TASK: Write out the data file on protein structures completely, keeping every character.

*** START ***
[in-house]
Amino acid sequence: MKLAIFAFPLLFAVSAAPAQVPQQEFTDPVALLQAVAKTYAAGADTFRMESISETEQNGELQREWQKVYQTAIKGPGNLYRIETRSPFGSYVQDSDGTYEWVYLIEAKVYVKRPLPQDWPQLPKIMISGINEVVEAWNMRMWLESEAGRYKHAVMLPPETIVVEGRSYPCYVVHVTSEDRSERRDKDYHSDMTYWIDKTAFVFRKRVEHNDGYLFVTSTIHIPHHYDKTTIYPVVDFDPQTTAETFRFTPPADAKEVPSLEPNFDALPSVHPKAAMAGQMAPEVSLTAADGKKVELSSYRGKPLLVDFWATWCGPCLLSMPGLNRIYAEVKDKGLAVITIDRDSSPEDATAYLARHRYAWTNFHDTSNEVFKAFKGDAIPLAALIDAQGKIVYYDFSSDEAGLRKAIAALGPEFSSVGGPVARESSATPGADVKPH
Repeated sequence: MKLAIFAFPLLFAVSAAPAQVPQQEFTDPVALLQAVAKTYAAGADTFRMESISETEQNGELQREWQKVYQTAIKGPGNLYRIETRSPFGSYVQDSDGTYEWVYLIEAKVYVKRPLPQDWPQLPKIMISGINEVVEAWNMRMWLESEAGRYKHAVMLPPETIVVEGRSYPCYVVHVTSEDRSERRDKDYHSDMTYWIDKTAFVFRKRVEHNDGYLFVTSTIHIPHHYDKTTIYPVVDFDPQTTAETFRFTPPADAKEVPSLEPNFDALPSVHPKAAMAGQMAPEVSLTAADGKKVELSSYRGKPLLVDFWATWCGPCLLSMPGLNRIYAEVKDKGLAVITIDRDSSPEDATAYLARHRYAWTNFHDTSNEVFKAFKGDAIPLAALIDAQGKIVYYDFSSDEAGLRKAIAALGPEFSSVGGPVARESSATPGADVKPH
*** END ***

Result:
[in-house]
Amino acid sequence: MKLAIFAFPLLFAVSAAPAQVPQQEFTDPVALLQAVAKTYAAGADTFRMESISETEQNGELQREWQKVYQTAIKGPGNLYRIETRSPFGSYVQDSDGTYEWVYLIEAKVYVKRPLPQDWPQLPKIMISGINEVVEAWNMRMWLESEAGRYKHAVMLPPETIVVEGRSYPCYVVHVTSEDRSERRDKDYHSDMTYWIDKTAFVFRKRVEHNDGYLFVTSTIHIPHHYDKTTIYPVVDFDPQTTAETFRFTPPADAKEVPSLEPNFDALPSVHPKAAMAGQMAPEVSLTAADGKKVELSSYRGKPLLVDFWATWCGPCLLSMPGLNRIYAEVKDKGLAVITIDRDSSPEDATAYLARHRYAWTNFHDTSNEVFKAFKGDAIPLAALIDAQGKIVYYDFSSDEAGLRKAIAALGPEFSSVGGPVARESSATPGADVKPH
Repeated sequence: MKLAIFAFPLLFAVSAAPAQVPQQEFTDPVALLQAVAKTYAAGADTFRMESISETEQNGELQREWQKVYQTAIKGPGNLYRIETRSPFGSYVQDSDGTYEWVYLIEAKVYVKRPLPQDWPQLPKIMISGINEVVEAWNMRMWLESEAGRYKHAVMLPPETIVVEGRSYPCYVVHVTSEDRSERRDKDYHSDMTYWIDKTAFVFRKRVEHNDGYLFVTSTIHIPHHYDKTTIYPVVDFDPQTTAETFRFTPPADAKEVPSLEPNFDALPSVHPKAAMAGQMAPEVSLTAADGKKVELSSYRGKPLLVDFWATWCGPCLLSMPGLNRIYAEVKDKGLAVITIDRDSSPEDATAYLARHRYAWTNFHDTSNEVFKAFKGDAIPLAALIDAQGKIVYYDFSSDEAGLRKAIAALGPEFSSVGGPVARESSATPGADVKPH